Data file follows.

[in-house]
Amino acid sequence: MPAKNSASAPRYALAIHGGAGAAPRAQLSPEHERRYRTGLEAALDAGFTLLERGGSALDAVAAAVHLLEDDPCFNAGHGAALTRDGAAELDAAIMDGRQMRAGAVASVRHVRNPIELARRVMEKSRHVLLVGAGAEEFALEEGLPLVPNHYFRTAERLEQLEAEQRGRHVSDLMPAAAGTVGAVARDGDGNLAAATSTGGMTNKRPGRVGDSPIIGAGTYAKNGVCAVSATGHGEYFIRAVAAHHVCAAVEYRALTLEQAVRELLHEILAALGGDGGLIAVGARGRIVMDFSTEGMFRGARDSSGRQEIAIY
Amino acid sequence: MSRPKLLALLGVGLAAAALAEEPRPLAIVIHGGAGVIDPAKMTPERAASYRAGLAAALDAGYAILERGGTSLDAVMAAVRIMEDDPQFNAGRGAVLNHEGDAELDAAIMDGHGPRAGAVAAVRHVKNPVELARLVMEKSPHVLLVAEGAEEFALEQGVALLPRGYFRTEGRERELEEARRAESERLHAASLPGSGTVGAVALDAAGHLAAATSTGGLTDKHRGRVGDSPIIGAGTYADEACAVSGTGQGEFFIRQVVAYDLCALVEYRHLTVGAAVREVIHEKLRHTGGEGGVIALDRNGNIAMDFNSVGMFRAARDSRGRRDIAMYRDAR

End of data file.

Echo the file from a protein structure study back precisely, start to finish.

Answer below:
[in-house]
Amino acid sequence: MPAKNSASAPRYALAIHGGAGAAPRAQLSPEHERRYRTGLEAALDAGFTLLERGGSALDAVAAAVHLLEDDPCFNAGHGAALTRDGAAELDAAIMDGRQMRAGAVASVRHVRNPIELARRVMEKSRHVLLVGAGAEEFALEEGLPLVPNHYFRTAERLEQLEAEQRGRHVSDLMPAAAGTVGAVARDGDGNLAAATSTGGMTNKRPGRVGDSPIIGAGTYAKNGVCAVSATGHGEYFIRAVAAHHVCAAVEYRALTLEQAVRELLHEILAALGGDGGLIAVGARGRIVMDFSTEGMFRGARDSSGRQEIAIY
Amino acid sequence: MSRPKLLALLGVGLAAAALAEEPRPLAIVIHGGAGVIDPAKMTPERAASYRAGLAAALDAGYAILERGGTSLDAVMAAVRIMEDDPQFNAGRGAVLNHEGDAELDAAIMDGHGPRAGAVAAVRHVKNPVELARLVMEKSPHVLLVAEGAEEFALEQGVALLPRGYFRTEGRERELEEARRAESERLHAASLPGSGTVGAVALDAAGHLAAATSTGGLTDKHRGRVGDSPIIGAGTYADEACAVSGTGQGEFFIRQVVAYDLCALVEYRHLTVGAAVREVIHEKLRHTGGEGGVIALDRNGNIAMDFNSVGMFRAARDSRGRRDIAMYRDAR